A review meeting held in October 2010 discussed ideas for improving sector involvement in shaping plans, wider community engagement needs and supporting the sector in the transition towards personalised contract provision but there had been no follow up since the meeting, eg the Personalisation Partnership Group hasn’t met which has restricted sector input etc. User involvement is central to successful personalisation so arguably this hasn’t been adequately embedded in BHCC’s transformation programme.


    In contrast, East Sussex County Council has just launched a large prospectus grants programme (£9mn over 5 years) which has been designed to support transformation of services provided by the independent sector and achieve strategic aims around personalisation.


    Ms Polanski said that understandably there had been significant development work required and undertaken within BHCC in preparation for personalisation, eg various systems reviews and restructures.  It is felt by the sector however that the three-year transformation preparation programme, which comes to an end in March 2011, has largely focused on internal change and development and there are real concerns that the city, and especially community and voluntary sector service providers, are not ready and have not been supported in preparing for change. 


    Also, more recently in the development of the BHCC 2011/12 budget, CVSF has identified concerns about the level of savings that the council's budget has forecast will be made through personalisation. They worry that savings will negatively affect service users and providers.


    60.2    The recently appointed Head of Adult Assessment Services, Brian Doughty, said that he was happy to facilitate a meeting to discuss the issues that had been raised, including commissioners, the third sector, and other officers. He said that the projected budget savings reflected the reshaping of Adult Social Care generally, and were not solely based on the personalisation budget.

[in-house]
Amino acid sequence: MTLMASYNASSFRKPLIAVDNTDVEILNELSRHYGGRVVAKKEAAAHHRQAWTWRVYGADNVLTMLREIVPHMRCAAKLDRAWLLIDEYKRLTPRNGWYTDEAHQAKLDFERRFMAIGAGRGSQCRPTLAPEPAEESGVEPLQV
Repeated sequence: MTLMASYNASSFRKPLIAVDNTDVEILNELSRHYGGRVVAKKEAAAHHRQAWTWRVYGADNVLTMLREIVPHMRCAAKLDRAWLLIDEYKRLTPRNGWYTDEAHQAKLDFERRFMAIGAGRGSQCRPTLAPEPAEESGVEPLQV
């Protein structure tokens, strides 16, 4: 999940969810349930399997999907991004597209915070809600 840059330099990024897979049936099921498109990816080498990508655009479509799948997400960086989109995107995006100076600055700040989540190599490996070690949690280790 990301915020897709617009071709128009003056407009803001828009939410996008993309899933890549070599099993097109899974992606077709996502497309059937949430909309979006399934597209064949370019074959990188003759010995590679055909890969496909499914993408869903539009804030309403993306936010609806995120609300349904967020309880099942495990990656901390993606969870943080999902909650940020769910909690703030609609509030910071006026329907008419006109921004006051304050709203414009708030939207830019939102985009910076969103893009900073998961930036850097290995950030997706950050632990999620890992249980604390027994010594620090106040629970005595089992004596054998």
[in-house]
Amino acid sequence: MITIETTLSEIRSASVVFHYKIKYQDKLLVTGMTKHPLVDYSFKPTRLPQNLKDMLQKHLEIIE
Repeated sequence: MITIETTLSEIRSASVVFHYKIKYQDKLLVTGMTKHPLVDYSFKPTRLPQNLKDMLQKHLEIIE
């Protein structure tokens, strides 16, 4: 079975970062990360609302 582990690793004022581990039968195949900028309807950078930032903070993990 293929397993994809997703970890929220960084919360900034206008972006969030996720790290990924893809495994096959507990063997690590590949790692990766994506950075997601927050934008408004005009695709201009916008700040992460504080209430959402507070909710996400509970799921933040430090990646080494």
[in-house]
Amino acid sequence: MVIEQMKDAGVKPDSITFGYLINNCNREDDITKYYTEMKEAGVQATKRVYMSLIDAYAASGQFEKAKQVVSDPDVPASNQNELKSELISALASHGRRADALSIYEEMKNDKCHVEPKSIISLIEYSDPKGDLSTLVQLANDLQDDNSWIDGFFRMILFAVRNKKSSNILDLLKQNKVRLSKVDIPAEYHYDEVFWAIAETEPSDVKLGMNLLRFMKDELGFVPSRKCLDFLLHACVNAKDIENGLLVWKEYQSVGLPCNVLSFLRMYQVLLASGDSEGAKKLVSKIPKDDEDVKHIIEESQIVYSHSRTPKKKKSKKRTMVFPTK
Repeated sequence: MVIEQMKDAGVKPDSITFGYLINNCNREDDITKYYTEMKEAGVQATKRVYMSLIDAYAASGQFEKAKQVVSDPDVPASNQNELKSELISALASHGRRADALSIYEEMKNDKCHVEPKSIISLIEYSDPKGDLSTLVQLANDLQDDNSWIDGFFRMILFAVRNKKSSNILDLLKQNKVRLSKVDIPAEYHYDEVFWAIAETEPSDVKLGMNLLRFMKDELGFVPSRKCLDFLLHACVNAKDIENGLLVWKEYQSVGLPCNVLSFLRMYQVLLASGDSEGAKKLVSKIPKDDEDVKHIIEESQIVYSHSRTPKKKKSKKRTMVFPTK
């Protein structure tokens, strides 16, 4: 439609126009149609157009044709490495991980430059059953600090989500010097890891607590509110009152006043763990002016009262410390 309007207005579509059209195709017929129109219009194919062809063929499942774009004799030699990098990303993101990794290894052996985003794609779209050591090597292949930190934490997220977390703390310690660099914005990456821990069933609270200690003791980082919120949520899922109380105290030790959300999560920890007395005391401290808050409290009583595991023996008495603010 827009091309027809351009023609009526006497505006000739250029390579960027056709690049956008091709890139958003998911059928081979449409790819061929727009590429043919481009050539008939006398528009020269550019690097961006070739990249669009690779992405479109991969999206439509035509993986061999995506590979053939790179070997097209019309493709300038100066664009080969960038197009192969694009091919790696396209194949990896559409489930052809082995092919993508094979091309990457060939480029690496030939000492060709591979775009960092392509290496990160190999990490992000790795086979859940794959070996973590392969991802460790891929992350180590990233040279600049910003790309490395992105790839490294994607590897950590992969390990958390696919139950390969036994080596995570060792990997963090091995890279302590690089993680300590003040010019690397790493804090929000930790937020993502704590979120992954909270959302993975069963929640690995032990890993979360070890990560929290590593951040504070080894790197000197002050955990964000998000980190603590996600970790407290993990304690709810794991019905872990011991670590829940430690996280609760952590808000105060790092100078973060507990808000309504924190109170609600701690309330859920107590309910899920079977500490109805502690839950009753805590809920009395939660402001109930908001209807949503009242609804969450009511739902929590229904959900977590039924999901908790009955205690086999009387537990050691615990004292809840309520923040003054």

60.3    Councillor Norman said that he was due to meet colleagues from East Sussex to discuss their system. He felt that a lot had been put into place over the last three years although it was fair to say that things had slowed down in the last few months due to problems setting up meetings. Councillor Norman confirmed that he was committed to getting things back on track and consulting with the CVSF. He would take all of the comments raised into account.


    60.4    The Committee thanked Ms Polanski and Ms des Moulins for their report and hoped that progress would be made shortly.


Estates Services Masterplan

    Report to follow.


    61.1    Martin Reid gave a presentation updating the committee on the Estates Masterplan. (See minute book for copy of the presentations)


    61.2    The Estates Masterplan is a plan for building new homes, and was being delivered by tenants. The first development that had been commissioned was on the site of Ainsworth House, in Wellington Road, Brighton. It uses the site of a decommissioned sheltered scheme. The bulk of funding comes from the Housing Revenue Account. The Ainsworth House scheme was a catalyst for wider estates development work. Mr Reid said that the Estates Masterplan planned to deliver up to 800 homes over ten years. There was no list of sites yet, it was planned to be a step by step process. Tenants were focussing on Ainsworth House now, and would then look at other options.


    61.3    Mr Reid responded to questions from Members regarding the proportion of affordable housing on new developments. Mr Reid said that the rates of housing remained the same. Ainsworth House will all be rented accommodation; rent levels would be kept at the same level as other council accommodation.


    61.4    The presentations were noted and Mr Reid thanked for his time.


Items to go forward to Cabinet or the relevant Cabinet Member Meeting

    To consider items to be submitted to the next available Cabinet or Cabinet Member Meeting.


    62.1    The Scrutiny Panel report on services for adults with Autistic Spectrum Conditions will be going forward to Cabinet as part of the decision making process.


Items to go forward to Council

    To consider items to be submitted to the next Council meeting for information.


    63.1    There were none.